Short short version: The newly remodeled Saint Paul Athletic Club downtown will be allowed to put  large "illuminated but not digital" signs on their building, almost 50 times the allowed size, as long as they fenestrate their walls within two years. Article includes the following quote from a BZA member: "I think St. Paul could use a few audacious gestures every once in a while." [What, so a huge sign for a gorgeous historic posh club is OK, but a protruding bit of signage for a rinky-dink sex shop isn't? Is that how it works, St Paul? Oh the audacity. -Ed.]


Headline: Federation looks to speed up work on former brewery office building
Author: Jane McClure

Short short version: Local neighborhood group is trying to get a city grant to market the office building where the "rathskeller" is in the currently remodeling Schmidt brewery.


Headline: St. Thomas plans new turf, building on south campus
Author: Jane McClure

Short short version: The catholic University is going to put new fake sod on its ballfields, while expanding the gym.


Headline: Magnolia Blossom agrees to five more years at Watergate
Author: Jane McClure

Short short version: A cruise ship will keep running out of St Paul at least until 2017.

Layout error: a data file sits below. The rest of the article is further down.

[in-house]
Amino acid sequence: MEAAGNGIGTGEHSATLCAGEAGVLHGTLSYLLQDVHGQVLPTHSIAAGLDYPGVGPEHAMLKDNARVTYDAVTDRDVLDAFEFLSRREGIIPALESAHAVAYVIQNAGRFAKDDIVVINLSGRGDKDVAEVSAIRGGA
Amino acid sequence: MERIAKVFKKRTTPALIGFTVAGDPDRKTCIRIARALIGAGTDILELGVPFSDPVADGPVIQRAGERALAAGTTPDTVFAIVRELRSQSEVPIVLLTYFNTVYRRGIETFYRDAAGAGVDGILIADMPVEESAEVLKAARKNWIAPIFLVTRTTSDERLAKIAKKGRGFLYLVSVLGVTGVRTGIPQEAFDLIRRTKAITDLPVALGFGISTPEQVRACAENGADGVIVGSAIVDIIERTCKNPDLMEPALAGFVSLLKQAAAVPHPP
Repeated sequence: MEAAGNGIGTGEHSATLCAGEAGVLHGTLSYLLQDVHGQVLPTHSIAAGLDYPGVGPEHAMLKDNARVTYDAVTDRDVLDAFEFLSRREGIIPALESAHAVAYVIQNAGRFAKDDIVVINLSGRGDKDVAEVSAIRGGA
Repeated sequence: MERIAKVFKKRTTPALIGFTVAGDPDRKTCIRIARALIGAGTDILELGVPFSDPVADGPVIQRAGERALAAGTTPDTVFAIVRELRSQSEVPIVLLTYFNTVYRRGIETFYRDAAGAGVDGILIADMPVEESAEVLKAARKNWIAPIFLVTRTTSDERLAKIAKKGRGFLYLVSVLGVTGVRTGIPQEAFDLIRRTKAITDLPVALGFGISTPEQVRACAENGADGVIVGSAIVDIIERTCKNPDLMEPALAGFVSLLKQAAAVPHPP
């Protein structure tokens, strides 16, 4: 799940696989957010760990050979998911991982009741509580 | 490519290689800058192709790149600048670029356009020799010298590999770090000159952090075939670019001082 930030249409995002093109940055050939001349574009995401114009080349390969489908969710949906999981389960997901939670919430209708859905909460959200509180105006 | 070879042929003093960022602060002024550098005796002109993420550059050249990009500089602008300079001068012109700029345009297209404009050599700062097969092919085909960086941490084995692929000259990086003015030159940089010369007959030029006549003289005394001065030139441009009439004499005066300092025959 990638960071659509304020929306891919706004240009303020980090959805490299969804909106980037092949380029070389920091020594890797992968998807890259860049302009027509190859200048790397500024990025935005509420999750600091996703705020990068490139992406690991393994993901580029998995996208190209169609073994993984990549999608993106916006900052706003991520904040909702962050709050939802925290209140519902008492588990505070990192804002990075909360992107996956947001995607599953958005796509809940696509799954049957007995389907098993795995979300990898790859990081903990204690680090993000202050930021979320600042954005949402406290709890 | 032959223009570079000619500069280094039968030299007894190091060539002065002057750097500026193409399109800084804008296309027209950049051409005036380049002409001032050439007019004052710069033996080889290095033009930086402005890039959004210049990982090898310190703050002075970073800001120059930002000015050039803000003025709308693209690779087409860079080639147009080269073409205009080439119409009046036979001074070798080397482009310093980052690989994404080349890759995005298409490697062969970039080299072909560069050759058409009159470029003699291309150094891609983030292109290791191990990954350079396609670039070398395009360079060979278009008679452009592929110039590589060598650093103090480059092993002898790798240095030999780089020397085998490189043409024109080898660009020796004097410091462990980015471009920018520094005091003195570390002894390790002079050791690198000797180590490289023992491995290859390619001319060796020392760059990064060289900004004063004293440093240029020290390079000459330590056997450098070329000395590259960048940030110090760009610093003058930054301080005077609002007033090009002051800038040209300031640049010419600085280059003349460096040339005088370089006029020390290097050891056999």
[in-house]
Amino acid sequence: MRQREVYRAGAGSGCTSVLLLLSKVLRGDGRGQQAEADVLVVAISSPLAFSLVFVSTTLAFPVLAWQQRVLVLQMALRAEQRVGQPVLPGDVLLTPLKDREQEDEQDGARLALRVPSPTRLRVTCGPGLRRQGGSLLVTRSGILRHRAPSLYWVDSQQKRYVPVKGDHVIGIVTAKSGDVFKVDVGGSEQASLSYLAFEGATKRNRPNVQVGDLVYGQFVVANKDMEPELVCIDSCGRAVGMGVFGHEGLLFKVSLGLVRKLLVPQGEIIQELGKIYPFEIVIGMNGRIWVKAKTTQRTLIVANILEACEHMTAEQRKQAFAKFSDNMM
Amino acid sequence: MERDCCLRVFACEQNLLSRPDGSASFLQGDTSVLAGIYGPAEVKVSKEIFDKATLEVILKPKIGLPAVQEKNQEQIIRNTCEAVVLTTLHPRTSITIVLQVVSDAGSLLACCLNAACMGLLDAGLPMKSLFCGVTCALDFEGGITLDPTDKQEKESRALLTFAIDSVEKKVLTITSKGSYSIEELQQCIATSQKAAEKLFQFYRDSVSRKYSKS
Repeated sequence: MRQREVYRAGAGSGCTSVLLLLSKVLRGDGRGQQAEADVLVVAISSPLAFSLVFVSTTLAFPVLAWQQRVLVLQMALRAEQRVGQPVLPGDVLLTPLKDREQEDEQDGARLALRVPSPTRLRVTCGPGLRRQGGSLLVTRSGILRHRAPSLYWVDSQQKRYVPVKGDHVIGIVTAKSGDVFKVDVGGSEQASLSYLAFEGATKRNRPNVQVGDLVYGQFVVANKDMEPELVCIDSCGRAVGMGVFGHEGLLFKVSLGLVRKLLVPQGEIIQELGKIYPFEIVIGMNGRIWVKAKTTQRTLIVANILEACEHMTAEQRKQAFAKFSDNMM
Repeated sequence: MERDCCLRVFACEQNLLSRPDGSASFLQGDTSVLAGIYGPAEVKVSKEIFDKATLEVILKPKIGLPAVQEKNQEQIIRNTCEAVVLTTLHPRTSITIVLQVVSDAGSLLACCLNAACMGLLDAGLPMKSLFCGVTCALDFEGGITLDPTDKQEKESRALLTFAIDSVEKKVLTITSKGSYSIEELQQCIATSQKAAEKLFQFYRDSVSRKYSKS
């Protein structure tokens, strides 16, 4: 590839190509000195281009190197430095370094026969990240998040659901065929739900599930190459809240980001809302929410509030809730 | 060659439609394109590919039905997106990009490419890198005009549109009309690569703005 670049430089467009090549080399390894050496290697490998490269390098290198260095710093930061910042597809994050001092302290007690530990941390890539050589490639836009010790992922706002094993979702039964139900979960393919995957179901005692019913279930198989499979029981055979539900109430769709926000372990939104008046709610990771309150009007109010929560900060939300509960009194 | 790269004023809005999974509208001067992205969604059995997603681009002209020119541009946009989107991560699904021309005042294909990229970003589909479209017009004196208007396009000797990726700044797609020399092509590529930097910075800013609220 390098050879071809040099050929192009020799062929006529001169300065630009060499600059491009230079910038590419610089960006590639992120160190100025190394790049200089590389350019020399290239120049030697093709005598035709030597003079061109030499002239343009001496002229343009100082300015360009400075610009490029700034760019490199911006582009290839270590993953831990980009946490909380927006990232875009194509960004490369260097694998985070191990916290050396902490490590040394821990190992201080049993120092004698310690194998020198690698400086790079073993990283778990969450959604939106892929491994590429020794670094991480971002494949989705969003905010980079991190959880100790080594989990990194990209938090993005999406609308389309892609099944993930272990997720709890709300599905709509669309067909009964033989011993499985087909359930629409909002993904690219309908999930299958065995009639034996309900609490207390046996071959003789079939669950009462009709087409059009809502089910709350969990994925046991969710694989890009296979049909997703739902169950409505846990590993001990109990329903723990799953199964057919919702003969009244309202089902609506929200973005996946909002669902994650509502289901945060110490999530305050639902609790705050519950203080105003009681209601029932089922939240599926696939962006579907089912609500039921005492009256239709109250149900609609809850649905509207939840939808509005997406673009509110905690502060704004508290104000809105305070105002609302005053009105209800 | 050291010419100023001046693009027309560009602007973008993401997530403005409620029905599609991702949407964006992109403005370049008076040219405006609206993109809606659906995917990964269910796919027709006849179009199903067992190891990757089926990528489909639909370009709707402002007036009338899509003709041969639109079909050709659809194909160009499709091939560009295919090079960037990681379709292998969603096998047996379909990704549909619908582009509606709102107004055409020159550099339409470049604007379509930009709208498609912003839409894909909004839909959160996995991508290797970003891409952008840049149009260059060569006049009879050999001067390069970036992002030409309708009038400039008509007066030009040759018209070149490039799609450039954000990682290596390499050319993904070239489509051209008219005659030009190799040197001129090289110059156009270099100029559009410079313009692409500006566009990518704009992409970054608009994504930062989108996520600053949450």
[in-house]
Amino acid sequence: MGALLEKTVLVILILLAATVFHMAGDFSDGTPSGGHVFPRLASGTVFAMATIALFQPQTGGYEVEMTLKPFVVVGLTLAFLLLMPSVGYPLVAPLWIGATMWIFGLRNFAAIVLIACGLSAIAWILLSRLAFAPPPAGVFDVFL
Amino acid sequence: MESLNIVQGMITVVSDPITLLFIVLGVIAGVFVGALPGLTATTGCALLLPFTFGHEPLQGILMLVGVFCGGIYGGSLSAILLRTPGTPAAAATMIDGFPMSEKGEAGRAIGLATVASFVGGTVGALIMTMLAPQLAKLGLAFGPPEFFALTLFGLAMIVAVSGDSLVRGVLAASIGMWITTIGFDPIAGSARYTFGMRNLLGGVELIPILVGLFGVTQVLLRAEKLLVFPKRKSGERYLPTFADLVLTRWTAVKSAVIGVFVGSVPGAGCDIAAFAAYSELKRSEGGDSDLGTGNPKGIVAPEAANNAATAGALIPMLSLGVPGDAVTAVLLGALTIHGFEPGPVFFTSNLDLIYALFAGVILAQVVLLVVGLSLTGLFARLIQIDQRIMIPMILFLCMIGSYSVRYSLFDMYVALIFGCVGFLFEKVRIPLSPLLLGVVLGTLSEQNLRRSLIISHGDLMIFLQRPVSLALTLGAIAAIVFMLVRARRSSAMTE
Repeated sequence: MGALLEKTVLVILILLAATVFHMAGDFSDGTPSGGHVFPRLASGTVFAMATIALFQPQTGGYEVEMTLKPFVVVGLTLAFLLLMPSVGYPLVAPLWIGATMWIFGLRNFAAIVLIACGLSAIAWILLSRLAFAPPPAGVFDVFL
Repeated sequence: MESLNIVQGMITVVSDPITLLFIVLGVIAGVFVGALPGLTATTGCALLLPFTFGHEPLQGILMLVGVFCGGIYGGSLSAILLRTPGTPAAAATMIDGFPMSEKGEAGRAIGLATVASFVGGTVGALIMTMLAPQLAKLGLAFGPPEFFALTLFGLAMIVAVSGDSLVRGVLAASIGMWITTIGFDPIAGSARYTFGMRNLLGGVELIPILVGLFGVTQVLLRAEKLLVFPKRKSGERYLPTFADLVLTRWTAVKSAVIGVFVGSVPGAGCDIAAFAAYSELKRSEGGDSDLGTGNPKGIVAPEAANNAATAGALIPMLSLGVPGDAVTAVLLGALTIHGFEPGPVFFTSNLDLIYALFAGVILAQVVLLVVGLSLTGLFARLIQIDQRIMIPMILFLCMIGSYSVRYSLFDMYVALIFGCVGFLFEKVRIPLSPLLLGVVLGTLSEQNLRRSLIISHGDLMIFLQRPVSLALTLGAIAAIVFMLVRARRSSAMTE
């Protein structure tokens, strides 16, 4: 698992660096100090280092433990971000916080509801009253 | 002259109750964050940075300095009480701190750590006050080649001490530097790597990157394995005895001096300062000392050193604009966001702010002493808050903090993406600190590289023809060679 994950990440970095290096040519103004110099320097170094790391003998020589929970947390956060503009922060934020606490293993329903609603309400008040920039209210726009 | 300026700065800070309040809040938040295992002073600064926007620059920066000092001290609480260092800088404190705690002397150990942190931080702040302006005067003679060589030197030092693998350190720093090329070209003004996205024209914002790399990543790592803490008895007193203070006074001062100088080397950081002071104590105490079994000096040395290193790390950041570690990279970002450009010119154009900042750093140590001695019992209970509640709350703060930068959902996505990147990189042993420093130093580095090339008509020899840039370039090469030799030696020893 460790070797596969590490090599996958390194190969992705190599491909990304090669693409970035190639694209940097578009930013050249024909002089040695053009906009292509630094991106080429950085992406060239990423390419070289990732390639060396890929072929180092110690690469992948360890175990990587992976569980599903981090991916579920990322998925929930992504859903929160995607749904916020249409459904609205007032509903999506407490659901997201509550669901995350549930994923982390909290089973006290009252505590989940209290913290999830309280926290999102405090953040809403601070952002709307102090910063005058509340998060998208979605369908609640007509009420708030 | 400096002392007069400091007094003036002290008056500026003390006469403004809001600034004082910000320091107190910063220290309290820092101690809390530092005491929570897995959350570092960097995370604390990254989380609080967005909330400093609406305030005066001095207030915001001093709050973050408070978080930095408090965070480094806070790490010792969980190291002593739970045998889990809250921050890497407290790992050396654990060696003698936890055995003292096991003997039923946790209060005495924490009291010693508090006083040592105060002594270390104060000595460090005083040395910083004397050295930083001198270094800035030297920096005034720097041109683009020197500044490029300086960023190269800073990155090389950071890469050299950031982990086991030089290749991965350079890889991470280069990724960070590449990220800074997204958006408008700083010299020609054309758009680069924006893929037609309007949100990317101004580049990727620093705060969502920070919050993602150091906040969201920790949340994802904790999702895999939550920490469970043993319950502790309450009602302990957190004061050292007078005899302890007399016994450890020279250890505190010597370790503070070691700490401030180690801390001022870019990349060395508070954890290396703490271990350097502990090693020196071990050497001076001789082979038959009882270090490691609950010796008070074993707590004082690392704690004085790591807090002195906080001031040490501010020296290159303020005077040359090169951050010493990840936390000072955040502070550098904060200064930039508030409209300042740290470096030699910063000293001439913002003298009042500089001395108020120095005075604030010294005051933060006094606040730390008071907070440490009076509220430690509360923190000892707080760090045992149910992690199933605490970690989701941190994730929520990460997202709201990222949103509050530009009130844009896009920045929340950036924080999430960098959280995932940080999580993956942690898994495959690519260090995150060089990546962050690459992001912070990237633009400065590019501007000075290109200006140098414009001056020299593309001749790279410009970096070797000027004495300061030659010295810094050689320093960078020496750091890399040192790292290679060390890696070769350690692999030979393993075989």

Headline: Cosmic's Coffee is fined and has its license suspended
Author: Jane McClure

Short short version: The run-down coffee shop on Snelling and Selby hasn't paid its bills. It's closed, and doesn't look good. [That place was always creepy.]


Headline: St Paul may allow brewery tap rooms in business zones
Author: Jane McClure

Short short version: The City Council kicked off a plan to change the regulations for breweries [tap rooms]. The Planning Commission will look at changing the rules so they can be located in commercial, not just industrial, areas. [I immediately volunteered to work on this. I think it will involve a lot of careful study, some research trips across the river. For research purposes.]


Headline: City Council to consider Rondo Avenue memorial
Author: Jane McClure

Short short version: There may be "street signs" commemorating Rondo Avenue along St Anthony avenue in the future.


Headline: Effort to save College of Visual Arts continues with fundraiser
Author: Jane McClure

Short short version: This Friday at the Amsterdam.


Headline: Commission to hear changes to Highland Village sign regs
Author: Jane McClure

Short short version: There will be more rules about what kind of signs you can and can't have in "Highland Village." [Nothing digital or literally flashy.]


Headline: Public Works appeals rejection of wider Lowertown sidewalk
Author: Jane McClure

Short short version: Article om the current state of play in the [much discussed on this blog] lowertown sidewalk issue. The Heritage Preservation Commission rejected the expansion, but the City Council will decide on an appeal next Wednesday. Article includes summary, some of the public works changes to the project. The current plan is to only remove six parking spots. Best quote comes from a building owner: "Lowertown had wider sidewalks more than a century ago 'and that's the way it should be.'" [Snap! Stay tuned...]